At first glance the house of the Touchstone Theatre Company looks like just another storefront.
Inside, however, is a thriving theater company. The walls of the lobby are adorned with spotlights and in the corner is a balcony holding the theater's perpetual audience: nine paper-sculptured people. Art appreciates art.
In the back of the lobby is a door leading to the 78-seat theater. And once inside, though the stage is only 50 feet from the streets of Arlington, nothing is further from the mind than traffic jams and red lights.
On stage this week is a set resembling any one of a million motel rooms. Tomorrow night the set will come to life when "Four Men From Annapolis" opens.
The play is the story of four men who endure the rigors of the U.S. Naval Academy together and how they come to view themselves, their country and their friendship 10 years after their graduation. They are confronted with a situation that threatens national security and must reevaluate loyalty to friends and country and their personal codes of honor.
The four friends get together for another friend's wedding. At the bachelor party, it is discovered that one of the four has been selling classified documents, and he tries to blackmail one of his academy friends into supplying specific information from the Pentagon.
The play was written by Northern Virginia resident Ron Wood, a graduate of the Naval Academy in Annapolis who served as a submarine officer for five years. It was while he was assigned to a sub, usually for two months at a time, that he took up playwriting. He has since studied at New York's Herbert Berghof Studio and at Washington's New Playwrights' Theatre School.
Touchstone founder and artistic director Michael Murphy said she knows she's taking a chance by producing a play by an amateur playwright. Murphy says she looks for serious plays that are "thought-provoking and engaging."
You will not see any musical comedies or traditional "family-oriented theater" at Touchstone. Murphy said Touchstone strives for an "emotional response" from the audience, so she looks for plays that above all are well-written and have something important to say.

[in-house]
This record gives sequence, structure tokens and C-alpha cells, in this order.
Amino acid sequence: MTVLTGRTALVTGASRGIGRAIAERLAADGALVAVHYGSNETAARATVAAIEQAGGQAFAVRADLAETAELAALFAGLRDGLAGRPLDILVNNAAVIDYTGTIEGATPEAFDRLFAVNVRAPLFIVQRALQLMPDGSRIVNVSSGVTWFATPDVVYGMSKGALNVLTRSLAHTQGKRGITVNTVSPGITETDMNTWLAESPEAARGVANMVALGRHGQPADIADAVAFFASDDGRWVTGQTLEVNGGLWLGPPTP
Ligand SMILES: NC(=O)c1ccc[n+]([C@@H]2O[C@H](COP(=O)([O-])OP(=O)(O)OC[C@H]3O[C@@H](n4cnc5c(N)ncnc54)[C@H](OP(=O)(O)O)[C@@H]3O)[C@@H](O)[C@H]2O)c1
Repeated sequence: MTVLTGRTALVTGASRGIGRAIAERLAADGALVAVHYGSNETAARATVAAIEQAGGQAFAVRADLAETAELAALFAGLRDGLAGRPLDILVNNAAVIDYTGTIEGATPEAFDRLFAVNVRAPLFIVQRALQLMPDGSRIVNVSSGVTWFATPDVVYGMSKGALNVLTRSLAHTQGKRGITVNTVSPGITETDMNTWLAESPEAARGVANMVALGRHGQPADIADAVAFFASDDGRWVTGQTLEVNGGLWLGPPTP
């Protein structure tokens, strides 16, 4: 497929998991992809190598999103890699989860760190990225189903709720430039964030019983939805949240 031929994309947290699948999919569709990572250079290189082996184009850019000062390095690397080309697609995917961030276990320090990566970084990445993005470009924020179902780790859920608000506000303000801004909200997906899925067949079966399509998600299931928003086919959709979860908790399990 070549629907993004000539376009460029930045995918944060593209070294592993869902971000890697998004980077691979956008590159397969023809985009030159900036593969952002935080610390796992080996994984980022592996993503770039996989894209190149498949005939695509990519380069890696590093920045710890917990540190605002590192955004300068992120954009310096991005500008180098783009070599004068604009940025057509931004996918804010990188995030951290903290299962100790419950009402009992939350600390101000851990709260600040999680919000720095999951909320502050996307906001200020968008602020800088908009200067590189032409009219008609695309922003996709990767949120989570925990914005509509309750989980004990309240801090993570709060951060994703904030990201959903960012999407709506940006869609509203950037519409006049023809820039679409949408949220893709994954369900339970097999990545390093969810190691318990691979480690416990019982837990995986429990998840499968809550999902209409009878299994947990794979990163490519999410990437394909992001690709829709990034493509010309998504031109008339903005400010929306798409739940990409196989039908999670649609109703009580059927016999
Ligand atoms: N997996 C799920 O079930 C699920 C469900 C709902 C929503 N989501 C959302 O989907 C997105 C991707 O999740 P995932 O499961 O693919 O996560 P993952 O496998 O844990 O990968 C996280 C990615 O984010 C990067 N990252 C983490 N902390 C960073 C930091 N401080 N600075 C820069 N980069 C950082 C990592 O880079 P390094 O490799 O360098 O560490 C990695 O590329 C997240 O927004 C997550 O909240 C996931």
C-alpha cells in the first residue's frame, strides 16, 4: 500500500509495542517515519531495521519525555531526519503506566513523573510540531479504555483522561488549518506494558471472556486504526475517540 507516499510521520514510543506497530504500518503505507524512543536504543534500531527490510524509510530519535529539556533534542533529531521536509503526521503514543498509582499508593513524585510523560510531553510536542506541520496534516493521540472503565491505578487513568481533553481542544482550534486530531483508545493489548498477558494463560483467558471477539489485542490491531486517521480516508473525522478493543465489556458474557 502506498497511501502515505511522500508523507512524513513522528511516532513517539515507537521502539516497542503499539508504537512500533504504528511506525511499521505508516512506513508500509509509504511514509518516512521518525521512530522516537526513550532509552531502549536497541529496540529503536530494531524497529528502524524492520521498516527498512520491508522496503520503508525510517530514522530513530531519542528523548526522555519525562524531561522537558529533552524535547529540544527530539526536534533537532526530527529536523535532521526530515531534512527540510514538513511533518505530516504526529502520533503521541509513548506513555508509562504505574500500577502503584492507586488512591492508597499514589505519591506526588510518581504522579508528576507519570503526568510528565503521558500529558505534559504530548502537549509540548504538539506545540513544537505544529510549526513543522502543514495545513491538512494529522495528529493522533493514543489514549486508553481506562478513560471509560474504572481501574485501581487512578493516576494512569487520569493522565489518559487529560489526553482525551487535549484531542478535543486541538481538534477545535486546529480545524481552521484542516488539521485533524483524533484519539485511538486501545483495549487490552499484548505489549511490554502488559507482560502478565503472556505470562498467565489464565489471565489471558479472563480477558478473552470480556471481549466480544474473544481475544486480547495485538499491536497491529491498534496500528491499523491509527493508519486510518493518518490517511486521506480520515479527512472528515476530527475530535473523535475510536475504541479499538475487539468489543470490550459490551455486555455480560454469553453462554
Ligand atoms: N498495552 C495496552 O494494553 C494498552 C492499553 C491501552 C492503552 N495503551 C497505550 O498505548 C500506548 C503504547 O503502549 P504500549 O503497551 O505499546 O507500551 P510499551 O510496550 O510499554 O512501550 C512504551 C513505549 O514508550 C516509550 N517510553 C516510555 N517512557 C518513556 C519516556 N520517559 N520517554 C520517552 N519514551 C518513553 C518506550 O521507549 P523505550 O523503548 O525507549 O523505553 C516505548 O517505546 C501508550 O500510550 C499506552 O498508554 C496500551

Since Touchstone's beginnings, it has hosted 16 full-length plays, most of them unorthodox and controversial. In its first year the company did "A Hatful of Rain," Michael Gazzo's 1955 play about a junkie's personal hell, and also produced a play based on the work of the House Un-American Activities Committee.
Touchstone did not begin with a preordained charter. In 1980, Murphy was teaching play-acting classes and was urged by her friends to produce a play. She said it began as a project to create more opportunities for her friends who were actors, directors and designers. She and her friends threw their skills together and did everything from painting flats and bolting down seats to public relations work and grant writing to help get the theater off the ground.
From the beginning, Touchstone, billed by Murphy as the first year-round professional theater company in Northern Virginia, has been artistically sound but financially insecure. The company has had to move several times in the last seven years and had to close down for 18 months to find a location. Murphy knew from the onset that starting a theater company was a difficult endeavor but she enjoys the process as well as the product.
The theater is at 3515 N. Fairfax Dr. in Arlington, across from the Virginia Square Metro Station. "Four Men From Annapolis" previews at 8 p.m. tomorrow and will run Thursdays through Sundays for the next six weeks. Performances are at 8 p.m., plus a 3 p.m. matinee on Sundays. Tickets are $10 on Thursday and Sunday nights and $12 on Friday and Saturday nights.